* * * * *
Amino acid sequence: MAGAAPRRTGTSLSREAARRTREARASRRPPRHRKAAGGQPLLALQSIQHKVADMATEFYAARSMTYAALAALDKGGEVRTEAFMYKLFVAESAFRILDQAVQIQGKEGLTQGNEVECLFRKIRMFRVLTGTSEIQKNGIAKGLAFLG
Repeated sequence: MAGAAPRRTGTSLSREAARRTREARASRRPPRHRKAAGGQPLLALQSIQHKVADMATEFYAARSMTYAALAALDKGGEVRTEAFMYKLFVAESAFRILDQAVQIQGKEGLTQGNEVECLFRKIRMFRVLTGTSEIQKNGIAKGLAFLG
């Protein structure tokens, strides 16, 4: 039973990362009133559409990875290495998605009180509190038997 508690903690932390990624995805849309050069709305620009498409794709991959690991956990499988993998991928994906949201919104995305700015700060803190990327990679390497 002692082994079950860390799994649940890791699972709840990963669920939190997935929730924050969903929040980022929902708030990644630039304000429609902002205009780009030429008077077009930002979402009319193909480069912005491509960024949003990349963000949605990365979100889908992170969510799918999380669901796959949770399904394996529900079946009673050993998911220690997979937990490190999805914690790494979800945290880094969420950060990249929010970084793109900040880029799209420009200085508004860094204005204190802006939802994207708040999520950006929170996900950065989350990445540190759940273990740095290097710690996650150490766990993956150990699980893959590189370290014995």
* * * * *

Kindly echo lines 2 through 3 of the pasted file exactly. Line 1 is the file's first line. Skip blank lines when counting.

Repeated sequence: MAGAAPRRTGTSLSREAARRTREARASRRPPRHRKAAGGQPLLALQSIQHKVADMATEFYAARSMTYAALAALDKGGEVRTEAFMYKLFVAESAFRILDQAVQIQGKEGLTQGNEVECLFRKIRMFRVLTGTSEIQKNGIAKGLAFLG
């Protein structure tokens, strides 16, 4: 039973990362009133559409990875290495998605009180509190038997 508690903690932390990624995805849309050069709305620009498409794709991959690991956990499988993998991928994906949201919104995305700015700060803190990327990679390497 002692082994079950860390799994649940890791699972709840990963669920939190997935929730924050969903929040980022929902708030990644630039304000429609902002205009780009030429008077077009930002979402009319193909480069912005491509960024949003990349963000949605990365979100889908992170969510799918999380669901796959949770399904394996529900079946009673050993998911220690997979937990490190999805914690790494979800945290880094969420950060990249929010970084793109900040880029799209420009200085508004860094204005204190802006939802994207708040999520950006929170996900950065989350990445540190759940273990740095290097710690996650150490766990993956150990699980893959590189370290014995």